U.S. markets closed
  • S&P 500

    +116.01 (+3.06%)
  • Dow 30

    +823.32 (+2.68%)
  • Nasdaq

    +375.43 (+3.34%)
  • Russell 2000

    +54.06 (+3.16%)
  • Crude Oil

    +2.79 (+2.68%)
  • Gold

    -1.70 (-0.09%)
  • Silver

    +0.09 (+0.42%)

    +0.0034 (+0.33%)
  • 10-Yr Bond

    +0.0570 (+1.86%)

    +0.0013 (+0.11%)

    +0.2270 (+0.17%)

    +49.35 (+0.23%)
  • CMC Crypto 200

    +8.22 (+1.81%)
  • FTSE 100

    +188.36 (+2.68%)
  • Nikkei 225

    +320.72 (+1.23%)

How one couple saved $100,000 and quit their jobs to sail around the world

Source: Kimberly Joy Photography. Matt and Jessica Johnson were the typical American couple — until they sold everything and hit the open waters.

Matt and Jessica Johnson were the typical American couple — until they sold their house and cars, hunkered down for three years to save $100,000, and then quit their jobs to sail around the world on an extended vacation.

For the past four years, they have spent most of their time on a sailboat traveling to places like Peru, Guatemala and the Virgin Islands.

The couple says anyone can do what they're doing.

"You don't have to be special; you don't have to be rich," Matt said in a video he shared with CNBC.

"I really want to show people that you can live an adventure. You can live a life that's a little different."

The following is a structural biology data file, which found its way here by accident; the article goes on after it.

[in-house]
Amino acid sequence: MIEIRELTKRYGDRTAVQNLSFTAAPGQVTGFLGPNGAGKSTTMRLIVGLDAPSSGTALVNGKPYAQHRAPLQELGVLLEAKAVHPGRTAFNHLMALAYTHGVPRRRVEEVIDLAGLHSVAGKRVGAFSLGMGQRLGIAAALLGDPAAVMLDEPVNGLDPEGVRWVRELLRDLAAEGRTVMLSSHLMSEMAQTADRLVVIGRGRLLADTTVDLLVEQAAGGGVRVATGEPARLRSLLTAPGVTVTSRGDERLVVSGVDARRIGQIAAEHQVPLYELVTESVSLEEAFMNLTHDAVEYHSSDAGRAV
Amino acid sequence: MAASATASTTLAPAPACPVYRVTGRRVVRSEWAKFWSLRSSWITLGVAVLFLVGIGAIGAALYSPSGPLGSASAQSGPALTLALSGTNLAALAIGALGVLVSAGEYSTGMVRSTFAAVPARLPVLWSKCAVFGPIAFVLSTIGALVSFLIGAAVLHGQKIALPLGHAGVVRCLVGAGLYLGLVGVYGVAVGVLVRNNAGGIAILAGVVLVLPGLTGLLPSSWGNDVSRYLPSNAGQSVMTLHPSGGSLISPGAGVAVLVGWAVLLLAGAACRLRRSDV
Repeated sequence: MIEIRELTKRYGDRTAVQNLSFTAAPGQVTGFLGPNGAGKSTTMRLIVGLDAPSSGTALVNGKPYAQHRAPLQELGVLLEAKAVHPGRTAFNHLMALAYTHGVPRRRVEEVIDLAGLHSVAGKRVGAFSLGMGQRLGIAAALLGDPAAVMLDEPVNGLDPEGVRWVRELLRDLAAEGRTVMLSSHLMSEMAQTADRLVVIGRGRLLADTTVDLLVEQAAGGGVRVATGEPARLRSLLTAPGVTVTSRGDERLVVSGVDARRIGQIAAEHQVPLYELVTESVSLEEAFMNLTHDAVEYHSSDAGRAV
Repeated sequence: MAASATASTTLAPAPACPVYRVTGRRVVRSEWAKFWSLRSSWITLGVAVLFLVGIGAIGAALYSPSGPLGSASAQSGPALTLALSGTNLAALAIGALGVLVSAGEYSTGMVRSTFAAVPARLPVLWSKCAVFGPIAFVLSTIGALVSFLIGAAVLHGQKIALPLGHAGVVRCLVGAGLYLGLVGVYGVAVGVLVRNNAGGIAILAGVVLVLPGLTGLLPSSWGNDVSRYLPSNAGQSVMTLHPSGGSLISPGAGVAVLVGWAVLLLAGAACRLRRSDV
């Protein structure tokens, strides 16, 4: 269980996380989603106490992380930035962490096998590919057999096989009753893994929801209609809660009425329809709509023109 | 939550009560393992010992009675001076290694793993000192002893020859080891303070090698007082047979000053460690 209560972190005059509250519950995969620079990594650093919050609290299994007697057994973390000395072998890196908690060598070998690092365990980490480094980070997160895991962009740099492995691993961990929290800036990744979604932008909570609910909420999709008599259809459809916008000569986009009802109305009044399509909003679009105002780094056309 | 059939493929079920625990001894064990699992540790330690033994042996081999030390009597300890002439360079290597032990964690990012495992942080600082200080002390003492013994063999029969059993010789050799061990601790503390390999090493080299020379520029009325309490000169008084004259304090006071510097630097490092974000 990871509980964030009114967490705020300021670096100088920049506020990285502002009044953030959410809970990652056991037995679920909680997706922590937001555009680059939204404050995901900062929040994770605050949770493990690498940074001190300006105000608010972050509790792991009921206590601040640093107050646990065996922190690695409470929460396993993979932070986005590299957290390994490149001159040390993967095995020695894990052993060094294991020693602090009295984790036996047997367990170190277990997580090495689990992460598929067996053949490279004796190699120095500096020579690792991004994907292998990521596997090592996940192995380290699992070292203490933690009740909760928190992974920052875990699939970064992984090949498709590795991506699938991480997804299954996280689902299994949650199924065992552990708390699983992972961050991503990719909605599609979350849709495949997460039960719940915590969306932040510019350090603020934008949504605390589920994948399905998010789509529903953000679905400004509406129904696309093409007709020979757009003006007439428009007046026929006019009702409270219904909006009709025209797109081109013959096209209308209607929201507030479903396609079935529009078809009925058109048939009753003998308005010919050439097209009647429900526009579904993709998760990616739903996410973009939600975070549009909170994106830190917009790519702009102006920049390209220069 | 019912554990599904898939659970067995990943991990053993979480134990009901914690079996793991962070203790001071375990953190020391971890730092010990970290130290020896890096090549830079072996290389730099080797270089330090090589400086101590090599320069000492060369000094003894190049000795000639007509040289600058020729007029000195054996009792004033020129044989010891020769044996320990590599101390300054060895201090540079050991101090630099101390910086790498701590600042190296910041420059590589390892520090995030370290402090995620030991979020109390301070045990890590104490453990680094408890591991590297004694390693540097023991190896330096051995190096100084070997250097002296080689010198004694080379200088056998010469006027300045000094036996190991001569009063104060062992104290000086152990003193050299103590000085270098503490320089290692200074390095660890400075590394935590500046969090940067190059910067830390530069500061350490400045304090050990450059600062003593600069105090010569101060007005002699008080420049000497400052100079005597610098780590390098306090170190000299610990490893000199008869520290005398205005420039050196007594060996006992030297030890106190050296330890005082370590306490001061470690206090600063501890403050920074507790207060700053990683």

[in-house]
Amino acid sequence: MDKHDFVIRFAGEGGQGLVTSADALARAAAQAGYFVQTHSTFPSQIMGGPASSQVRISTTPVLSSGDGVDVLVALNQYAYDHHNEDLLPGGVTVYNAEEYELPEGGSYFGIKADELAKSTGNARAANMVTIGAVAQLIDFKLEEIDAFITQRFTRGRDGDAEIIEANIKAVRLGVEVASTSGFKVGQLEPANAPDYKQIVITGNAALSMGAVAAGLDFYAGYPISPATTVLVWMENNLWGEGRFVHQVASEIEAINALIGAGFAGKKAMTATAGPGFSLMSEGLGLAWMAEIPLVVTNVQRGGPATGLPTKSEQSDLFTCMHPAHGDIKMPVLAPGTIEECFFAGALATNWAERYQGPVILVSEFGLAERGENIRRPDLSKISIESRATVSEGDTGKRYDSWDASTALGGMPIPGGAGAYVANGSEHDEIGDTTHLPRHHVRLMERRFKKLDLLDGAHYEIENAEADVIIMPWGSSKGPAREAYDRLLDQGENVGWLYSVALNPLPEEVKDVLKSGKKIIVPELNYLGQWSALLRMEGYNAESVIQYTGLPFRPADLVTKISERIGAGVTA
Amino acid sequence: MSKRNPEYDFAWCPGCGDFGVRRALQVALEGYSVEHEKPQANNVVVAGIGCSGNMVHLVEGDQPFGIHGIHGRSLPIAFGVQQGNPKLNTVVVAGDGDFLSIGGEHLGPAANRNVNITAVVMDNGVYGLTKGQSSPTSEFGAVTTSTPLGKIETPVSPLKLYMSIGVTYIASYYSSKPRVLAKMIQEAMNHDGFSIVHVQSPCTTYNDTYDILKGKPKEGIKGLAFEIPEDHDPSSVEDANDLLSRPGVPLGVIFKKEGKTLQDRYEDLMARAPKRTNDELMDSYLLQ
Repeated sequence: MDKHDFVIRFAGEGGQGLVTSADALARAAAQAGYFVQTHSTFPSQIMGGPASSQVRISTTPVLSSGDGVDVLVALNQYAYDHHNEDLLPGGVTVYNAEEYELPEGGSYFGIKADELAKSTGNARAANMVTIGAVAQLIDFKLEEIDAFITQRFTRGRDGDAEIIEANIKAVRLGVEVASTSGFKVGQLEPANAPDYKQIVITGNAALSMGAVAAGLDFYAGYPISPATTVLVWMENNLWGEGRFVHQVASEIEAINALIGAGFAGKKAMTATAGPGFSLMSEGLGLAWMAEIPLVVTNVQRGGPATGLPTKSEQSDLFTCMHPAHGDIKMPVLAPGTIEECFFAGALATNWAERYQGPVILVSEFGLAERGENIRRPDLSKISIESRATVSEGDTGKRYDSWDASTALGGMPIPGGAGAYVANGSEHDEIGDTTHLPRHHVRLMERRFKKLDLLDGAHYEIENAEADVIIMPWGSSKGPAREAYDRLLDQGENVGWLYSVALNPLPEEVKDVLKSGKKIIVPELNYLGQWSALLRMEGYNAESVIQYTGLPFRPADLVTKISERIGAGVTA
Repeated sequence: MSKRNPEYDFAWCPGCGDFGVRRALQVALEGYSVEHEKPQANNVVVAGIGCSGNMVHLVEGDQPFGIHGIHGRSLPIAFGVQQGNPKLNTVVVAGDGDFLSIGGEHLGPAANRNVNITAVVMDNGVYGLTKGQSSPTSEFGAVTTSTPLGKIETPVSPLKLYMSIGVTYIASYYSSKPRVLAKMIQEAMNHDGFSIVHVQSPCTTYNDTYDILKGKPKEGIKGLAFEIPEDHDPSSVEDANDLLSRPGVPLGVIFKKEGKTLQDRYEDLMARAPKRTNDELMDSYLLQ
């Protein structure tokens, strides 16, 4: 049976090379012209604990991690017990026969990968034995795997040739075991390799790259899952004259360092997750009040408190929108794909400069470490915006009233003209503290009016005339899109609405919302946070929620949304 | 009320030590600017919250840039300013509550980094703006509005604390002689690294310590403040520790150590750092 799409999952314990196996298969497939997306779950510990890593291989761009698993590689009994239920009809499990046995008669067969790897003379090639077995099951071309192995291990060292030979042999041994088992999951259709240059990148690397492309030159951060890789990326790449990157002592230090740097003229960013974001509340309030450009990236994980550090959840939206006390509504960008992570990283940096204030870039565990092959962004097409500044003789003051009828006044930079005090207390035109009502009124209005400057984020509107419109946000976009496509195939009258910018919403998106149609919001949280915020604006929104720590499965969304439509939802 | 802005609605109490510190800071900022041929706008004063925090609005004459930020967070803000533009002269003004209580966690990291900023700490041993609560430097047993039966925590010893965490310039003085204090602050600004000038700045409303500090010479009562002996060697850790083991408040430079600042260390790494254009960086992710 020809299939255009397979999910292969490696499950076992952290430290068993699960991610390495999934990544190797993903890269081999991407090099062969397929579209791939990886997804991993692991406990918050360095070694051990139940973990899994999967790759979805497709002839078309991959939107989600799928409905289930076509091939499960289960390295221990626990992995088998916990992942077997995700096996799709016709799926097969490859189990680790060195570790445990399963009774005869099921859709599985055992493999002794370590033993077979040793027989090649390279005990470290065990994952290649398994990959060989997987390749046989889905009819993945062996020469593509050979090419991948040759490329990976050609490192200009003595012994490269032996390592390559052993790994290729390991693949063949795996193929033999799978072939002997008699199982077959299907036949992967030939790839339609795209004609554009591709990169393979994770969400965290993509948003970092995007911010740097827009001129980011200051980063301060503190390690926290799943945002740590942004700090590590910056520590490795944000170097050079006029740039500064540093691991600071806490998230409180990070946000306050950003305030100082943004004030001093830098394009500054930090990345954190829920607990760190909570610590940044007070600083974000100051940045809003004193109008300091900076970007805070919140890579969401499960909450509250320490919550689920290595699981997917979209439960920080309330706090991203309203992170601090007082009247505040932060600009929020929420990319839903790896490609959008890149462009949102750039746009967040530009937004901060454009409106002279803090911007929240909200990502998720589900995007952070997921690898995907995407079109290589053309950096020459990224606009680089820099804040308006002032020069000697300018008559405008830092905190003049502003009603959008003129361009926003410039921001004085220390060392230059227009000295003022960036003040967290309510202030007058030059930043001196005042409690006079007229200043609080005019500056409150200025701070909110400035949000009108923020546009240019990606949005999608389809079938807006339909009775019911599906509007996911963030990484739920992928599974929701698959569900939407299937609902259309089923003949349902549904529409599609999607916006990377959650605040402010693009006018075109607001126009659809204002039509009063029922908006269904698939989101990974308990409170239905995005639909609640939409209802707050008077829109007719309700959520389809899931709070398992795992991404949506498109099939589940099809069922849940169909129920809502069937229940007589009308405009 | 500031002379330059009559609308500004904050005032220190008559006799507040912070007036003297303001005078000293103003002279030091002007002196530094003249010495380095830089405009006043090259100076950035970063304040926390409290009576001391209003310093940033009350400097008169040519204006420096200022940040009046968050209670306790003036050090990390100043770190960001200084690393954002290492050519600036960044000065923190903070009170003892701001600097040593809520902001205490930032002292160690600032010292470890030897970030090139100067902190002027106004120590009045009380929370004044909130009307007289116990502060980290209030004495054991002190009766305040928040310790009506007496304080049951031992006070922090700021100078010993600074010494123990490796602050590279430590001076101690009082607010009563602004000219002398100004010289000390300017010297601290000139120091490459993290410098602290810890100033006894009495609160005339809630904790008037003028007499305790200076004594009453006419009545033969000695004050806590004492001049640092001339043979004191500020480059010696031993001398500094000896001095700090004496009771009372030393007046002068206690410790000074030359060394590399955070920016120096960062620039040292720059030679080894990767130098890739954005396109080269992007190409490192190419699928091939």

Before trading dry land for the open water, the Michigan-based couple had an annual income of approximately $125,000. Matt was working at a local car dealership and Jessica at an insurance company.

"We started saving for this trip as soon as we decided it was something we'd like to do, back in early 2009," Jessica told CNBC in an email.

The couple sold their house and cars and moved back in with Matt's parents. They spent a total of three and a half years there to save up approximately $100,000.

They cast off in August 2012, with a Sabre 34 Targa and a budget to spend about $25,000 per year.

Other than one temporary gig teaching sailing lessons and another helping to deliver a boat, the duo hasn't worked since 2012. They've lived almost exclusively on their savings.

"We did not have any other kind of financial net such as a trust fund or inheritance," Matt told CNBC in an email. "We've just been able to live a very frugal life since we began saving, and also as we continue to travel."

Their next stop? The Arctic Circle. Currently, they are in Florida while their new boat, a Trisalu 37 built in Quebec, gets fitted for the long trip. They expect to set sail again in four months.

"Really anyone can take on this lifestyle if you just have the drive and determination and a little common sense," Jessica said.

"There's really nothing to stop you from just throwing off the lines and sailing to some of the most beautiful destinations in the world."

More From CNBC

  • Top News and Analysis

  • Latest News Video

  • Personal Finance